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Not everyone in Boston feels resilient. We're working to change that.

September 26, 2019

Arts and Culture

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Arts and Culture

This post about the One Boston Resilience Project was written by Mayor Walsh.

There is no question that Boston is a strong city that’s used to banding together. We celebrate championship-winning sports teams, remember our importance in the roots of American history, and cheer on runners along Boylston Street every April. We also stand together during the hard times. 

The city’s response following the Boston Marathon Bombing shed light on our community's innate commitment to supporting our families, friends, and neighbors who have been impacted by violence of all forms. When faced with devastation, we remained united, and we endured. 

We recently finished installing the Marathon Markers at Boylston Street which represent the victims of the attack at the two bombing locations. These two monuments will light up the area and serve as a constant reminder of both what was lost on that fateful day and the determination and resilience of the survivor community at large. 

There are countless survivors still reeling from the trauma they endured on April 15, 2013 and the days following. There are people living with physical scars, and people living with invisible injuries. There are also people throughout Boston who have lived with this kind of trauma for years, due to other acts of violence, including gun violence, gang violence, and other tragic acts that impact entire neighborhoods. Not all Bostonians feel resilient, and I’m working to change that.

That’s why the Mayor’s Office of Arts and Culture is carrying out the One Boston Resilience Project, an inclusive process to envision the City’s collective strength after violence, as illuminated by the Boston Marathon Bombing. This project is intended to help us build connectivity and resilience across the city, through the development of a citywide memorial.

We’re leading a citywide community engagement process that allows us to come together as a city and reflect on what it means for all Bostonians to be resilient in the face of tragedy and trauma. This project will result in a piece of public art that aims to be reflective of all Bostonians, and will help us build connectivity and resilience together as one city.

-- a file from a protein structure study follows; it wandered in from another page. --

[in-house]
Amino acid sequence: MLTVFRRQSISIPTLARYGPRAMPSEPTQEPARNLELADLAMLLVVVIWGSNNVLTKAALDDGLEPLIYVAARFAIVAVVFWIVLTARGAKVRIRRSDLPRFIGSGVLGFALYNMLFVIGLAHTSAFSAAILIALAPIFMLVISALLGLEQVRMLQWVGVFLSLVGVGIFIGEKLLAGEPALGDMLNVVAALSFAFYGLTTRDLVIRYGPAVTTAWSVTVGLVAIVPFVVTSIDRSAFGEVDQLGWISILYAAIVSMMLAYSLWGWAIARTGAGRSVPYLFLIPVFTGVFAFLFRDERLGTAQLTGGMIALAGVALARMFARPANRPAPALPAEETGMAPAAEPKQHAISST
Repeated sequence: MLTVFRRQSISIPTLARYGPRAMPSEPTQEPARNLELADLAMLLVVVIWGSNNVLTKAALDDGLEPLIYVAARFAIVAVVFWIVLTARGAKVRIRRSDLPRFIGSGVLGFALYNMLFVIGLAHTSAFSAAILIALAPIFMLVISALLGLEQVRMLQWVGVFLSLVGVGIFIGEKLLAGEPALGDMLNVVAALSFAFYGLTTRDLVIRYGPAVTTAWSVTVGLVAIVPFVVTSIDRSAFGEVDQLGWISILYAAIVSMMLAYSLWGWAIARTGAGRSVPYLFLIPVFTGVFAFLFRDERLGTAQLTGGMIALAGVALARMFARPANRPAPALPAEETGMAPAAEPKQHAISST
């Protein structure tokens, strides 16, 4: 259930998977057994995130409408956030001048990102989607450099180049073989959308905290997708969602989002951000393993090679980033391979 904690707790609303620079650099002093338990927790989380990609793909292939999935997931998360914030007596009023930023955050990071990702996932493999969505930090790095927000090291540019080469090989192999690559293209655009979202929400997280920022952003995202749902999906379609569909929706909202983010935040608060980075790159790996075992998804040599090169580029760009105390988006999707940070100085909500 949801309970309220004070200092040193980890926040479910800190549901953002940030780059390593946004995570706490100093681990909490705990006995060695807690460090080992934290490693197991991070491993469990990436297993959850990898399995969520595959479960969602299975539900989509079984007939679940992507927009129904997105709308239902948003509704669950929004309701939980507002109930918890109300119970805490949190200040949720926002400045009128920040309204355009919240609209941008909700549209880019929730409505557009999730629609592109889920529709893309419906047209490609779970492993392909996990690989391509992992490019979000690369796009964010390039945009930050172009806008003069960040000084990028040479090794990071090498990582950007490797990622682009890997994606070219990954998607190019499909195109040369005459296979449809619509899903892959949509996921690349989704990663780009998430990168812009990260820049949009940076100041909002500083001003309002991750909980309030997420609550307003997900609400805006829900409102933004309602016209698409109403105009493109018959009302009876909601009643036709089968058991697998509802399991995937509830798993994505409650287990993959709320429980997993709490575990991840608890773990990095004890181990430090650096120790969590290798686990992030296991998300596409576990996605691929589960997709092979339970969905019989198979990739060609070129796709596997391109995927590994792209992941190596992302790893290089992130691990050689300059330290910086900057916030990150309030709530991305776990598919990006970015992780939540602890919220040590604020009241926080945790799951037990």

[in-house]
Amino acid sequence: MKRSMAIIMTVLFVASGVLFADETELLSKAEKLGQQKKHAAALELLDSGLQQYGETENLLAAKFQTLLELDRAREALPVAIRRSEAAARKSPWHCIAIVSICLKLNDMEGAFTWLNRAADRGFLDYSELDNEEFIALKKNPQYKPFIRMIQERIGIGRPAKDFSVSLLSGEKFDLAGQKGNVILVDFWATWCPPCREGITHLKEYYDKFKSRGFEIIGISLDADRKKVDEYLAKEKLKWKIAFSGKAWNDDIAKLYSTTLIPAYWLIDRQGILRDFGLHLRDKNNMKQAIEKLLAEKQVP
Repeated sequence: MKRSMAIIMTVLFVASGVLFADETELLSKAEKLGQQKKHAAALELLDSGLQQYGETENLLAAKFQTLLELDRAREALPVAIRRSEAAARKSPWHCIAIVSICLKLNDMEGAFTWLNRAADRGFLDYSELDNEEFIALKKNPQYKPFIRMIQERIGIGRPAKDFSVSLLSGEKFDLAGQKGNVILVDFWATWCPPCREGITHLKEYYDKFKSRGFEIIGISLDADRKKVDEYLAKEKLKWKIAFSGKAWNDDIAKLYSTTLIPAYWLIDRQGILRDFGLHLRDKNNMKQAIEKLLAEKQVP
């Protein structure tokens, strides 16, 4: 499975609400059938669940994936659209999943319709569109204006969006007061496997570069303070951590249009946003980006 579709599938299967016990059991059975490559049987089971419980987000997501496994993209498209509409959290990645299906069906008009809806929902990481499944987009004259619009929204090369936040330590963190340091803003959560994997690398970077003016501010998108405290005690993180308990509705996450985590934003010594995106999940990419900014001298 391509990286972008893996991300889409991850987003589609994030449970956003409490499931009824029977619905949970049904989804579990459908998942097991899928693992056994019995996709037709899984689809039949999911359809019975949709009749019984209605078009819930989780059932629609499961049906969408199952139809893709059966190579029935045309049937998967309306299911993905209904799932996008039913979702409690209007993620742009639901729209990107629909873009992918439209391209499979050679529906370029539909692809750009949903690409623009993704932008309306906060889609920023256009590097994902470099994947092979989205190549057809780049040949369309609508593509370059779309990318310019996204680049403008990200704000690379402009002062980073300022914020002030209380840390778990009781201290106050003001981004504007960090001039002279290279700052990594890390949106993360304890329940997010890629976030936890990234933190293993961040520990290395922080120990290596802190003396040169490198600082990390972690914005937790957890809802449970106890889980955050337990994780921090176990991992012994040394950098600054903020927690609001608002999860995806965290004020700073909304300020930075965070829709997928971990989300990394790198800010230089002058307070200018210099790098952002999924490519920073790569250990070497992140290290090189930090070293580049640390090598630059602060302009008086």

The goal of this community engagement process is to receive as much feedback from residents as possible. We want your input. What does resilience look like? What features should the memorial have to emphasize the strength of the City and everyone living here? 

Public input will be gathered over four months. We want to reach as many people as possible, so we will use a variety of platforms to receive feedback. We will distribute a citywide survey, conduct listening sessions, use digital outreach, and have creative and participatory activities in multiple languages with an emphasis on multicultural inclusion to maximize access to participation for all. 

We've held listening sessions in the Back Bay and Jamaica Plain, and we have several more planned. Please join us for the next round of listening sessions:

  • East Boston: Thursday, September 26 from 5:30-7:30 p.m. at Veronica Robles Cultural Center, 175 McClellan Highway
  • Dorchester: Saturday, September 28 from 2:30-4:30 p.m. at Codman Square Branch of the Boston Public Library, 690 Washington Street
  • Back Bay: Monday, October 21 from 5:30-7:30 p.m. at Boston Architectural College (The Beehive), 951 Boylston Street

This is a project important to all Bostonians, and that’s why I want as much help as possible. I hope you’ll participate in the One Boston Resilience Project to create a much deserved memorial to highlight Boston’s journey to healing and commitment to supporting each other.  Through it all, we stick together. 

Learn more about the One Boston Resilience Project.